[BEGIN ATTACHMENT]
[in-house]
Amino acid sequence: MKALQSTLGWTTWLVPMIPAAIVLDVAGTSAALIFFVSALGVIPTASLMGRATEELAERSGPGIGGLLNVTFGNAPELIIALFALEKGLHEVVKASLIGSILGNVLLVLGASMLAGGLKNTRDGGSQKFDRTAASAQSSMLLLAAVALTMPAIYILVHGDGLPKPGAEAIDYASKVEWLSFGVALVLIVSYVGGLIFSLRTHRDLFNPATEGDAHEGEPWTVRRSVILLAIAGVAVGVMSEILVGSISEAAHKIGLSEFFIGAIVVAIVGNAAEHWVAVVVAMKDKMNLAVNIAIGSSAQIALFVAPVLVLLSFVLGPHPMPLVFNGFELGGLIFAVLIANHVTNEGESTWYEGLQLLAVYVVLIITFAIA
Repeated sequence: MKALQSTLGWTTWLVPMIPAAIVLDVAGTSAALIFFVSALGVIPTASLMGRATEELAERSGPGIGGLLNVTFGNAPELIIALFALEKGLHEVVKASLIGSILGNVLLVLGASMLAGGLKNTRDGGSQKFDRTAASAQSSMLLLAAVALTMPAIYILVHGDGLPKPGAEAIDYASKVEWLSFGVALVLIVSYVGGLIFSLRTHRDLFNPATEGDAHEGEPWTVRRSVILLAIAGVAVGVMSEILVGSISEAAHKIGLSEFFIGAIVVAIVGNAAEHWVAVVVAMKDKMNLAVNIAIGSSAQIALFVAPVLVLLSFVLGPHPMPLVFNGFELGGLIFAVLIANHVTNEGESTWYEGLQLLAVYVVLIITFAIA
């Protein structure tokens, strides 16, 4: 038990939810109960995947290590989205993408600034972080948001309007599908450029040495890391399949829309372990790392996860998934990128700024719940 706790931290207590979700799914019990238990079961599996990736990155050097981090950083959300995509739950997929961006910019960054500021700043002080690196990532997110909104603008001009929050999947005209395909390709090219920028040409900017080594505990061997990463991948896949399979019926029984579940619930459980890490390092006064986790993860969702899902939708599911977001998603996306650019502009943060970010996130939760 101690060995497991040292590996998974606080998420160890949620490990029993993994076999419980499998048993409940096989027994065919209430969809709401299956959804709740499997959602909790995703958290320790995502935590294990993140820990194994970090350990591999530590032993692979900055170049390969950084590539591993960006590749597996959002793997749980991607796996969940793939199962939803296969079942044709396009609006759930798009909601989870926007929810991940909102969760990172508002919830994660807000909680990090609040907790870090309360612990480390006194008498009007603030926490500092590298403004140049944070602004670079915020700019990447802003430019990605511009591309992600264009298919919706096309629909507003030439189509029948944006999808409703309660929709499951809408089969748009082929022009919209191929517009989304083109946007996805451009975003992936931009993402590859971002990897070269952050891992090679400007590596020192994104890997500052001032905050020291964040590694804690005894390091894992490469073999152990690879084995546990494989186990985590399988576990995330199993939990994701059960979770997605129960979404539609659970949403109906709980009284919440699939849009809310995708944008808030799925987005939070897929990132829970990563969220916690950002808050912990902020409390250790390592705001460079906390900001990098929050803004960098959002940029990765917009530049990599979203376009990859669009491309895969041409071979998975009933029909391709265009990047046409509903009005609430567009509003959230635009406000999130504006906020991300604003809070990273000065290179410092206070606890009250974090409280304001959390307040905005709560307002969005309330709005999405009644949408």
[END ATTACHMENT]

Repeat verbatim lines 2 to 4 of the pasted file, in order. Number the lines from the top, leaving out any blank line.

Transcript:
Amino acid sequence: MKALQSTLGWTTWLVPMIPAAIVLDVAGTSAALIFFVSALGVIPTASLMGRATEELAERSGPGIGGLLNVTFGNAPELIIALFALEKGLHEVVKASLIGSILGNVLLVLGASMLAGGLKNTRDGGSQKFDRTAASAQSSMLLLAAVALTMPAIYILVHGDGLPKPGAEAIDYASKVEWLSFGVALVLIVSYVGGLIFSLRTHRDLFNPATEGDAHEGEPWTVRRSVILLAIAGVAVGVMSEILVGSISEAAHKIGLSEFFIGAIVVAIVGNAAEHWVAVVVAMKDKMNLAVNIAIGSSAQIALFVAPVLVLLSFVLGPHPMPLVFNGFELGGLIFAVLIANHVTNEGESTWYEGLQLLAVYVVLIITFAIA
Repeated sequence: MKALQSTLGWTTWLVPMIPAAIVLDVAGTSAALIFFVSALGVIPTASLMGRATEELAERSGPGIGGLLNVTFGNAPELIIALFALEKGLHEVVKASLIGSILGNVLLVLGASMLAGGLKNTRDGGSQKFDRTAASAQSSMLLLAAVALTMPAIYILVHGDGLPKPGAEAIDYASKVEWLSFGVALVLIVSYVGGLIFSLRTHRDLFNPATEGDAHEGEPWTVRRSVILLAIAGVAVGVMSEILVGSISEAAHKIGLSEFFIGAIVVAIVGNAAEHWVAVVVAMKDKMNLAVNIAIGSSAQIALFVAPVLVLLSFVLGPHPMPLVFNGFELGGLIFAVLIANHVTNEGESTWYEGLQLLAVYVVLIITFAIA
């Protein structure tokens, strides 16, 4: 038990939810109960995947290590989205993408600034972080948001309007599908450029040495890391399949829309372990790392996860998934990128700024719940 706790931290207590979700799914019990238990079961599996990736990155050097981090950083959300995509739950997929961006910019960054500021700043002080690196990532997110909104603008001009929050999947005209395909390709090219920028040409900017080594505990061997990463991948896949399979019926029984579940619930459980890490390092006064986790993860969702899902939708599911977001998603996306650019502009943060970010996130939760 101690060995497991040292590996998974606080998420160890949620490990029993993994076999419980499998048993409940096989027994065919209430969809709401299956959804709740499997959602909790995703958290320790995502935590294990993140820990194994970090350990591999530590032993692979900055170049390969950084590539591993960006590749597996959002793997749980991607796996969940793939199962939803296969079942044709396009609006759930798009909601989870926007929810991940909102969760990172508002919830994660807000909680990090609040907790870090309360612990480390006194008498009007603030926490500092590298403004140049944070602004670079915020700019990447802003430019990605511009591309992600264009298919919706096309629909507003030439189509029948944006999808409703309660929709499951809408089969748009082929022009919209191929517009989304083109946007996805451009975003992936931009993402590859971002990897070269952050891992090679400007590596020192994104890997500052001032905050020291964040590694804690005894390091894992490469073999152990690879084995546990494989186990985590399988576990995330199993939990994701059960979770997605129960979404539609659970949403109906709980009284919440699939849009809310995708944008808030799925987005939070897929990132829970990563969220916690950002808050912990902020409390250790390592705001460079906390900001990098929050803004960098959002940029990765917009530049990599979203376009990859669009491309895969041409071979998975009933029909391709265009990047046409509903009005609430567009509003959230635009406000999130504006906020991300604003809070990273000065290179410092206070606890009250974090409280304001959390307040905005709560307002969005309330709005999405009644949408």